Proxy secures $42M funding for Bluetooth-enabled keyless entry with biometrics
Digital identity startup Proxy has secured $42 million in Series B funding led by Scale Venture Partners, to further develop its Bluetooth-enabled keyless entry solution with biometrics which aims to broadly leverage phone-based identity for security, writes TechCrunch.
Scale Venture Partners were joined by Kleiner Perkins and Y Combinator, who had already invested in the startup, along with Silicon Valley Bank and West Ventures. Amid the coronavirus pandemic where people are avoiding to touch any objects that may be compromised such as doorknobs, keys or cards, investors have shown significant interest in Proxy solutions.
Proxy now has a total funding of $58.8 million which it can invest in scaling its door sensor hardware and access control software.
According to Proxy Co-founder and CEO Denis Mars, the company wants to ensure users regain privacy control. “Part of this funding is to try to grow up as quickly as possible and not grow for growth sake. We’re making sure we’re secure, meeting all the privacy requirements,” Mars told TechCrunch.
Proxy’s solution consists in an app that employees have to install and share their identity with, and signal readers installed in buildings that can either sync with already installed access control software of Proxy’s proprietary management dashboard.
A Bluetooth signal allows employees to open anything from doors to elevators without taking out their phone. Biometric facial scans, fingerprints or a phone wave can be added. The estimated price is roughly $300 to $350 per reader, plus installation, and a monthly $30 month per reader subscription to its management software.
Proxy uses proprietary SDK and APIs to grant access to other devices when in the building. Some Wi-Fi router manufacturers are programming the devices for automatic connection. Proxy’s Nano sensors can be synced with printers and vending machines, as well as with food delivery companies. The tokenized credentials keep identity private and known only to the sensors, as users have to give consent for the network to read the token. The solution is GDPR compliant and has SOC-2 security audit certification. The biometric information is stored on the phone, which Mars emphasized the importance of to TechCrunch.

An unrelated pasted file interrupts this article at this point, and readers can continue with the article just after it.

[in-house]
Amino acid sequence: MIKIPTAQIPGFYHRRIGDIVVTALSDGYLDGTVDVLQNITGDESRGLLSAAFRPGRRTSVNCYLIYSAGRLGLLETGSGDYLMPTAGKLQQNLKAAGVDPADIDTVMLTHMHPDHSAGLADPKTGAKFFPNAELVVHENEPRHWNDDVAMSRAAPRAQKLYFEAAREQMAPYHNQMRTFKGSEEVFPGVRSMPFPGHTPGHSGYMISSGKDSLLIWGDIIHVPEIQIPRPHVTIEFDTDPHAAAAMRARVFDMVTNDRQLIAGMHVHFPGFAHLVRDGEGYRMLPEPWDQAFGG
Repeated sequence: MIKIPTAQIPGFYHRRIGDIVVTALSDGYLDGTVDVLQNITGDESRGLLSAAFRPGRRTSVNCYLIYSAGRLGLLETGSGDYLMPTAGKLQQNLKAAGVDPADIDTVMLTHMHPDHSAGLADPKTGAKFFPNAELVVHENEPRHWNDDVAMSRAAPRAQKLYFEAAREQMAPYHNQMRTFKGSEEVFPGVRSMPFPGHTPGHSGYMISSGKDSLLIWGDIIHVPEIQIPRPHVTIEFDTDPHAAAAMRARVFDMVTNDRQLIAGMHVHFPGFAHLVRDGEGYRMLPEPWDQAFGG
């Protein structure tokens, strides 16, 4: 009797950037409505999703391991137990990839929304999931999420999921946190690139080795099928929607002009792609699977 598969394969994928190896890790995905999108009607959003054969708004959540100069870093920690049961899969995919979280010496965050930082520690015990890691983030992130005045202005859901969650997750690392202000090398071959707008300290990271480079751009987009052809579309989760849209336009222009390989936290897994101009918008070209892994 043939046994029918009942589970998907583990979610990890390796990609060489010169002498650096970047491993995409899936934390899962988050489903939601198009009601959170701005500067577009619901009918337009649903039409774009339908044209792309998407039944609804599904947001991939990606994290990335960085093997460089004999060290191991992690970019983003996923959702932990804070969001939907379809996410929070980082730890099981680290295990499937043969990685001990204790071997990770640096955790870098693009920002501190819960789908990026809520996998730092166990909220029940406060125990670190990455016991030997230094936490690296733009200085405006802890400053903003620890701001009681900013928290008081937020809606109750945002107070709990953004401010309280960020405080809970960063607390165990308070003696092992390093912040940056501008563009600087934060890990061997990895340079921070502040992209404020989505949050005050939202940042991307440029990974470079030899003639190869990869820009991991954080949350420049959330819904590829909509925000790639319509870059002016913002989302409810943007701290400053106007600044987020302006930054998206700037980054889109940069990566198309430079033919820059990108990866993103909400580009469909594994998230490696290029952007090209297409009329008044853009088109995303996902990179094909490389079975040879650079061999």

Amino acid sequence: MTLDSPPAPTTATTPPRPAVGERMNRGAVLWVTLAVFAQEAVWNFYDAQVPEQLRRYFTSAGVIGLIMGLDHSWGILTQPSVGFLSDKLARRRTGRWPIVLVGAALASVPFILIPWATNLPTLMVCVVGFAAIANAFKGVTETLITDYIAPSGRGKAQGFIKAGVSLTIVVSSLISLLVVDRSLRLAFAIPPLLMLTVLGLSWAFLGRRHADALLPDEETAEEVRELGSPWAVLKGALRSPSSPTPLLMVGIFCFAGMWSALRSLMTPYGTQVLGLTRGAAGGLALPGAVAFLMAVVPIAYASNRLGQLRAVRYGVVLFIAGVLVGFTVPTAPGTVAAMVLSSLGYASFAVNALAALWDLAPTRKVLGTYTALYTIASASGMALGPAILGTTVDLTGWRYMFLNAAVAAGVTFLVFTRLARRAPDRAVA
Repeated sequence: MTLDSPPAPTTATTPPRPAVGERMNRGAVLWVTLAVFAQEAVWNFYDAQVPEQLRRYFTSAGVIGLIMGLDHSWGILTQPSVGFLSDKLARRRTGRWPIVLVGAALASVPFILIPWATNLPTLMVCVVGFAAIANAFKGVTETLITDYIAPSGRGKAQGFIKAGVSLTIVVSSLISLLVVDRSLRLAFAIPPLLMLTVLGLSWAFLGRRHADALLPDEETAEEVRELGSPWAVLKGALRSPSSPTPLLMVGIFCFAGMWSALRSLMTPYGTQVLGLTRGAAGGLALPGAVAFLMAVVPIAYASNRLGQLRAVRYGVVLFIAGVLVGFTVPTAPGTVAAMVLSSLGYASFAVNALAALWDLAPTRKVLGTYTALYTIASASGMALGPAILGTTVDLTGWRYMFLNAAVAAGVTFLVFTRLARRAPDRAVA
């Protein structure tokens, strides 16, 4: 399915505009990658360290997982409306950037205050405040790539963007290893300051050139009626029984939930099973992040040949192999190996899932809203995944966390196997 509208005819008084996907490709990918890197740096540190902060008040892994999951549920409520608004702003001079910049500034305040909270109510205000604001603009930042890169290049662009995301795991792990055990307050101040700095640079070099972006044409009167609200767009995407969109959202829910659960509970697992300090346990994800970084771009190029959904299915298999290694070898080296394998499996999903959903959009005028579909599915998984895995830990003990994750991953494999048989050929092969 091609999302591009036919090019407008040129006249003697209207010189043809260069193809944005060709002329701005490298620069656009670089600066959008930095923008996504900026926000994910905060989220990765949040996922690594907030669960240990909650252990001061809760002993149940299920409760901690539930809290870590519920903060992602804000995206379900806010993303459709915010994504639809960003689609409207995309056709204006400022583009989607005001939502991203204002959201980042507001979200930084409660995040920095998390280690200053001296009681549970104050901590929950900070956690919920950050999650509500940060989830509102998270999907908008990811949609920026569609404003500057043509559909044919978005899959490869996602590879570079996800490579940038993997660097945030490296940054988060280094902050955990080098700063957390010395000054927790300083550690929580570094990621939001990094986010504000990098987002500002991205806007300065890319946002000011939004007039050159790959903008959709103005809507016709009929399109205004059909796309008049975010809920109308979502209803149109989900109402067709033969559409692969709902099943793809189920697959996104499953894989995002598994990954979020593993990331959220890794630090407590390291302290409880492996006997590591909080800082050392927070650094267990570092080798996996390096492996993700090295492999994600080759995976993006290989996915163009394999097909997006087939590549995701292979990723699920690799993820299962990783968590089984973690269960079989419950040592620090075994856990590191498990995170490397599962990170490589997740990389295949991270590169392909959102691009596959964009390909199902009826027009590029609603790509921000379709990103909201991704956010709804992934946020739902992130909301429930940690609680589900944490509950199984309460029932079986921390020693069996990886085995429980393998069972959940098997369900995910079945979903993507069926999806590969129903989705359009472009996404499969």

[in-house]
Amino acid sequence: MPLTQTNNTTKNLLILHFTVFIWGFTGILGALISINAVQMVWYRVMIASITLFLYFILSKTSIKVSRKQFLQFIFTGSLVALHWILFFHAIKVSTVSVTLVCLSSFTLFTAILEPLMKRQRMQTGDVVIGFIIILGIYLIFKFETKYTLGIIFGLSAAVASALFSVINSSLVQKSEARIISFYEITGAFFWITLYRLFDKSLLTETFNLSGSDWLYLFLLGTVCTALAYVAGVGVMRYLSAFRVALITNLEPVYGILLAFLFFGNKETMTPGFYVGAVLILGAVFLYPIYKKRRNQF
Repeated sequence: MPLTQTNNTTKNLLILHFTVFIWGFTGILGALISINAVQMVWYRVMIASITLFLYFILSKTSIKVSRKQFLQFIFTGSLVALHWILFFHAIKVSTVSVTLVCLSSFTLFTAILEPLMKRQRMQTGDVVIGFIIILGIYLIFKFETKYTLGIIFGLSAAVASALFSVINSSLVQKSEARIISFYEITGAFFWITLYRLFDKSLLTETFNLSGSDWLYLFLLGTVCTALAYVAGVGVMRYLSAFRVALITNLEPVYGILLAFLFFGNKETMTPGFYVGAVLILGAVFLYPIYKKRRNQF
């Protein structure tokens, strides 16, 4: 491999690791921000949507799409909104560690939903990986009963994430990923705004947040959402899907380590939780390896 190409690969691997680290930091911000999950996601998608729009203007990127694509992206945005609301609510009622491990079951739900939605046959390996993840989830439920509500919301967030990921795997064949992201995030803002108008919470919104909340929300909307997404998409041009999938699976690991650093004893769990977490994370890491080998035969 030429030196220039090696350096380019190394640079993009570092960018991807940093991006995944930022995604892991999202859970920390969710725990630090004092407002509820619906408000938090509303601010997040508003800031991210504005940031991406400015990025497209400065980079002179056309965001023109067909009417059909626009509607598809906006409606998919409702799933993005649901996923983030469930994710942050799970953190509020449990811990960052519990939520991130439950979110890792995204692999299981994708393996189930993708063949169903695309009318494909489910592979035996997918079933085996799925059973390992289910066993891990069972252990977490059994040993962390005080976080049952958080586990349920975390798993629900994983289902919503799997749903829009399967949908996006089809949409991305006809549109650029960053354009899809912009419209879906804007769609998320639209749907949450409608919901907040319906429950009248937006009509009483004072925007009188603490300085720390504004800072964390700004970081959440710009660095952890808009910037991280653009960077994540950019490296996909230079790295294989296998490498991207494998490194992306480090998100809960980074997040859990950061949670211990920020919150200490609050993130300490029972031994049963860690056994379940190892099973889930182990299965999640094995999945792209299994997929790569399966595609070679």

“We feel very strongly about where the biometrics are stored . . . they should stay on your phone,” he said.
“We’re not big fans of facial recognition. You don’t want every random company having your face in their database. The face becomes the password you were supposed to change every 30 days.”
Proxy was established in 2016 and boasts more than 60 customers. It aims to deliver contactless interactions in workspaces, office buildings and commercial real estate for a more secure and even hygienic environment. Security and dependability remain top of mind challenges for the company, as an office using the system could be inaccessible should a power outage occur.